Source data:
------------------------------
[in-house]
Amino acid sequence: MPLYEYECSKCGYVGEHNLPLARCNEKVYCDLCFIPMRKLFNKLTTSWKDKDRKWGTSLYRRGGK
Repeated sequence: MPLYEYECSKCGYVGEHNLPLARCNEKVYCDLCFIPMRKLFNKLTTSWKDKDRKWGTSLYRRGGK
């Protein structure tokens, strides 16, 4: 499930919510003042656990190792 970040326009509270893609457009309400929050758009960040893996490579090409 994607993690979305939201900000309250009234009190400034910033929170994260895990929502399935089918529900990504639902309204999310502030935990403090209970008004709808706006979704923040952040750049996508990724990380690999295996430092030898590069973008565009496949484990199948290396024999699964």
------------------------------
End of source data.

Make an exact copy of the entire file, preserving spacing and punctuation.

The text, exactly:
[in-house]
Amino acid sequence: MPLYEYECSKCGYVGEHNLPLARCNEKVYCDLCFIPMRKLFNKLTTSWKDKDRKWGTSLYRRGGK
Repeated sequence: MPLYEYECSKCGYVGEHNLPLARCNEKVYCDLCFIPMRKLFNKLTTSWKDKDRKWGTSLYRRGGK
């Protein structure tokens, strides 16, 4: 499930919510003042656990190792 970040326009509270893609457009309400929050758009960040893996490579090409 994607993690979305939201900000309250009234009190400034910033929170994260895990929502399935089918529900990504639902309204999310502030935990403090209970008004709808706006979704923040952040750049996508990724990380690999295996430092030898590069973008565009496949484990199948290396024999699964």